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Irrationality also causes danger for those that are different from others. Sarah Good is the first to be accused, because she is homeless and unstable. Proctor’s accusation comes, in part, because he doesn’t attend the Church in Salem. Miller’s ultimate message is that irrational beliefs are ones that are not challenged, and that beliefs that cannot be challenged should be regarded as immoral. ‘The Crucible’ is an allegory of the Communist Trials of the 6955s in the US, when an irrational fear of Communism led to people clamping down on beliefs that were different from what was ‘normal’.
In contrast to these four characters stand the three main opponents of the witchcraft accusations. The Nurses are the most straightforward of these Miller portrays Rebecca Nurse and her husband as near saints who rely on practical wisdom and experience. In contrast, Giles Corey has none of the noble character of the Nurses, yet he can oppose Parris and Putnam because of his contentious, combative manner. Giles Corey doesn t care about public opinion and has never allowed his actions to be swayed by those around him. He may therefore choose whichever position he finds most suitable, even if it places him in danger.
8. It's worth reading the entire section, pp. 885-897, for the context of this quotation. Miller describes this memory slightly differently on pages 97-98 of the same book, so it's worth a comparison. Maybe I'll incorporate that one into this essay at some point.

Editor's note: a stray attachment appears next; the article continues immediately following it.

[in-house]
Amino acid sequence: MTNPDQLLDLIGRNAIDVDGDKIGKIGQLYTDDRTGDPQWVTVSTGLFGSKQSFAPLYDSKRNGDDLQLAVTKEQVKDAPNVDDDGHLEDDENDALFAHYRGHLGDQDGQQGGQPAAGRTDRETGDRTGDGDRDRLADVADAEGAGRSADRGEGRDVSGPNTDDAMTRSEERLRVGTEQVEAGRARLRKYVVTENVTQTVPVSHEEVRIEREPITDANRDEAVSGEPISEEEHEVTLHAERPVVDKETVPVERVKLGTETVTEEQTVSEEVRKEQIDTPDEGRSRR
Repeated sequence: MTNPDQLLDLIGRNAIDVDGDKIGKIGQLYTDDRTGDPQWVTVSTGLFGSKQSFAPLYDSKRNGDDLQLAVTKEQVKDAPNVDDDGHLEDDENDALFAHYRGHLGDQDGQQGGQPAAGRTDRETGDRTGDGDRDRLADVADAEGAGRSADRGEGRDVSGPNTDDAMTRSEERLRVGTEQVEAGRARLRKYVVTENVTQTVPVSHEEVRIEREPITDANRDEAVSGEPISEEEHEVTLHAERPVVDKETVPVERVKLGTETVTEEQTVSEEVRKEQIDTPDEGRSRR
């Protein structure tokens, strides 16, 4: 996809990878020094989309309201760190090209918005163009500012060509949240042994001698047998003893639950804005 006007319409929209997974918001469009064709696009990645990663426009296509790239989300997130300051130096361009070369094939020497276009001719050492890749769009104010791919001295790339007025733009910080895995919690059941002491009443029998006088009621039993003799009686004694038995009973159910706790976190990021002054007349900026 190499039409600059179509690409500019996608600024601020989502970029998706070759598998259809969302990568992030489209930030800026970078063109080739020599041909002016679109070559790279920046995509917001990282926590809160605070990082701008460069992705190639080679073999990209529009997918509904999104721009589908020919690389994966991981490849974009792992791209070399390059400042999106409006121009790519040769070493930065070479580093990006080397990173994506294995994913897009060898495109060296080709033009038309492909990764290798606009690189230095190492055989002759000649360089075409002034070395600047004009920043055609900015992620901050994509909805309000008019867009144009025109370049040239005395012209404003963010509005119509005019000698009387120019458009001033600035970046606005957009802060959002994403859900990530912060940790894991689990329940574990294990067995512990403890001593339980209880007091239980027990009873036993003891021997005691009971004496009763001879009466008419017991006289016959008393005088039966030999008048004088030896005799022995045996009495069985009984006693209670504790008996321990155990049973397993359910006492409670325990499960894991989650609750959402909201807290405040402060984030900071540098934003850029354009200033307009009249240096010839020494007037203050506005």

“I never knew what pretense Salem was, I never knew the lying lessons I was taught by all these Christian women and their covenanted men!” (Abigail, Act I)
This highlights the irony within Salem that the people who claim morality are actually acting in the least moral way. Abigail is here saying that she learnt her immoral (‘lying’) actions from the people of Salem. Not only does this indicate the immorality in Salem, it also sets the scene that Salem is a town with secrets below the surface. Abigail is hinting that she has perhaps had immoral interactions with different people within the village. This quote also serves as foreshadowing, because the ‘lying’ that takes place in the court does so by ‘Christian men’.
It was from a report written by the Reverend Samuel Parris, who was one of the chief instigators of the witch-hunt. During the examination of Elizabeth Procter, Abigail Williams and Ann Putnam - the two were 'afflicted' teen-age accusers, and Abigail was Parris's niece - both made offer to strike at said Procter but when Abigail's hand came near, it opened, whereas it was made up into a fist before, and came down exceeding lightly as it drew near to said Procter, and at length, with open and extended fingers, touched Procter's hood very lightly. Immediately Abigail cried out her fingers, her fingers, her fingers burned.. In this remarkably observed gesture of a troubled girl, I believed, a play became possible.
Act IV begins months later than the end of Act III. Reverend Hale has returned to Salem to plead with those waiting to be executed that they should confess. Abigail has fled the village, after stealing money from Reverend Parris. Hale pleads with Danforth to stop the executions, although Danforth claims that this would be an injustice to those that have already been hanged. The court decides to ask Elizabeth to plead with John Proctor to confess.